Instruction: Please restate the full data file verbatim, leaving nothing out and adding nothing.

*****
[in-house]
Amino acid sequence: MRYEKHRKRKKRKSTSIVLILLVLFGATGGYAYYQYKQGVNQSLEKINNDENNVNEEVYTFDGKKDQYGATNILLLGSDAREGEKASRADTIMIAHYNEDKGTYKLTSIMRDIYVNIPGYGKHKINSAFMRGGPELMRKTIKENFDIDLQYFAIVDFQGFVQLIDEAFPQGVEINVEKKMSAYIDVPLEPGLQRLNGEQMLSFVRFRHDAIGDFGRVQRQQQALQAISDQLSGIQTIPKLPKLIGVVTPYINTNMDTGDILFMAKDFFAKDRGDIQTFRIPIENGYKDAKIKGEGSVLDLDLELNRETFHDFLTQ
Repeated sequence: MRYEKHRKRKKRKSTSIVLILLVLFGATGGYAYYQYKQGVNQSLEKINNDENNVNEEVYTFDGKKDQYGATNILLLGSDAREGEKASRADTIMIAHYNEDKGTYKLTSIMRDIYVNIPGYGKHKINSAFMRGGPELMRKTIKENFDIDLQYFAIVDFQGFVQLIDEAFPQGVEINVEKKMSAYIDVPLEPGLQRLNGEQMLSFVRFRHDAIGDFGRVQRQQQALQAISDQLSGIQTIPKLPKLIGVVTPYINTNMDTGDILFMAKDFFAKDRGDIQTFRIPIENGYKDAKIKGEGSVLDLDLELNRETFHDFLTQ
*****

[in-house]
Amino acid sequence: MRYEKHRKRKKRKSTSIVLILLVLFGATGGYAYYQYKQGVNQSLEKINNDENNVNEEVYTFDGKKDQYGATNILLLGSDAREGEKASRADTIMIAHYNEDKGTYKLTSIMRDIYVNIPGYGKHKINSAFMRGGPELMRKTIKENFDIDLQYFAIVDFQGFVQLIDEAFPQGVEINVEKKMSAYIDVPLEPGLQRLNGEQMLSFVRFRHDAIGDFGRVQRQQQALQAISDQLSGIQTIPKLPKLIGVVTPYINTNMDTGDILFMAKDFFAKDRGDIQTFRIPIENGYKDAKIKGEGSVLDLDLELNRETFHDFLTQ
Repeated sequence: MRYEKHRKRKKRKSTSIVLILLVLFGATGGYAYYQYKQGVNQSLEKINNDENNVNEEVYTFDGKKDQYGATNILLLGSDAREGEKASRADTIMIAHYNEDKGTYKLTSIMRDIYVNIPGYGKHKINSAFMRGGPELMRKTIKENFDIDLQYFAIVDFQGFVQLIDEAFPQGVEINVEKKMSAYIDVPLEPGLQRLNGEQMLSFVRFRHDAIGDFGRVQRQQQALQAISDQLSGIQTIPKLPKLIGVVTPYINTNMDTGDILFMAKDFFAKDRGDIQTFRIPIENGYKDAKIKGEGSVLDLDLELNRETFHDFLTQ